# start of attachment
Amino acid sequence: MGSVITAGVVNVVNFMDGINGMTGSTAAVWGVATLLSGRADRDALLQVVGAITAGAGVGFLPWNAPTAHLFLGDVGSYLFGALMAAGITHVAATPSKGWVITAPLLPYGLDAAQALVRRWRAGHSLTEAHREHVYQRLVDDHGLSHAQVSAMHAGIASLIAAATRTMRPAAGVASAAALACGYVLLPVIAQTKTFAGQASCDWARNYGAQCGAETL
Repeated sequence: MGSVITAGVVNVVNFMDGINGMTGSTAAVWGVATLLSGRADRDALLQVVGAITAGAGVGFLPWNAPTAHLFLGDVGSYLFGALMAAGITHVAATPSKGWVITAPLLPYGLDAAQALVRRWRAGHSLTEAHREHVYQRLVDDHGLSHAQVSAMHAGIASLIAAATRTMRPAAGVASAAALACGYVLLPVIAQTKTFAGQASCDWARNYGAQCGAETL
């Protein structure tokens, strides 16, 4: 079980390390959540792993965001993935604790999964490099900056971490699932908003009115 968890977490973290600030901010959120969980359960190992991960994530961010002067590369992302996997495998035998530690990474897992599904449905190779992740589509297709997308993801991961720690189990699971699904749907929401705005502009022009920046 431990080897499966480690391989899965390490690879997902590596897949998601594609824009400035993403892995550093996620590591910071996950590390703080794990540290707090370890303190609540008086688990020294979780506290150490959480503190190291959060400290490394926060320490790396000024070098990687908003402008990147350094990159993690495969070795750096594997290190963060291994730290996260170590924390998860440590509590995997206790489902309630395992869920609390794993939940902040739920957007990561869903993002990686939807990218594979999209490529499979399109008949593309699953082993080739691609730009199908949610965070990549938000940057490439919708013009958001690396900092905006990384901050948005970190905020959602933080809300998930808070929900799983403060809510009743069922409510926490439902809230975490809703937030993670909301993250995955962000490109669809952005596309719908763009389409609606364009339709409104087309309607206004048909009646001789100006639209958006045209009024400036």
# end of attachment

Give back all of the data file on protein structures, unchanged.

Amino acid sequence: MGSVITAGVVNVVNFMDGINGMTGSTAAVWGVATLLSGRADRDALLQVVGAITAGAGVGFLPWNAPTAHLFLGDVGSYLFGALMAAGITHVAATPSKGWVITAPLLPYGLDAAQALVRRWRAGHSLTEAHREHVYQRLVDDHGLSHAQVSAMHAGIASLIAAATRTMRPAAGVASAAALACGYVLLPVIAQTKTFAGQASCDWARNYGAQCGAETL
Repeated sequence: MGSVITAGVVNVVNFMDGINGMTGSTAAVWGVATLLSGRADRDALLQVVGAITAGAGVGFLPWNAPTAHLFLGDVGSYLFGALMAAGITHVAATPSKGWVITAPLLPYGLDAAQALVRRWRAGHSLTEAHREHVYQRLVDDHGLSHAQVSAMHAGIASLIAAATRTMRPAAGVASAAALACGYVLLPVIAQTKTFAGQASCDWARNYGAQCGAETL
């Protein structure tokens, strides 16, 4: 079980390390959540792993965001993935604790999964490099900056971490699932908003009115 968890977490973290600030901010959120969980359960190992991960994530961010002067590369992302996997495998035998530690990474897992599904449905190779992740589509297709997308993801991961720690189990699971699904749907929401705005502009022009920046 431990080897499966480690391989899965390490690879997902590596897949998601594609824009400035993403892995550093996620590591910071996950590390703080794990540290707090370890303190609540008086688990020294979780506290150490959480503190190291959060400290490394926060320490790396000024070098990687908003402008990147350094990159993690495969070795750096594997290190963060291994730290996260170590924390998860440590509590995997206790489902309630395992869920609390794993939940902040739920957007990561869903993002990686939807990218594979999209490529499979399109008949593309699953082993080739691609730009199908949610965070990549938000940057490439919708013009958001690396900092905006990384901050948005970190905020959602933080809300998930808070929900799983403060809510009743069922409510926490439902809230975490809703937030993670909301993250995955962000490109669809952005596309719908763009389409609606364009339709409104087309309607206004048909009646001789100006639209958006045209009024400036």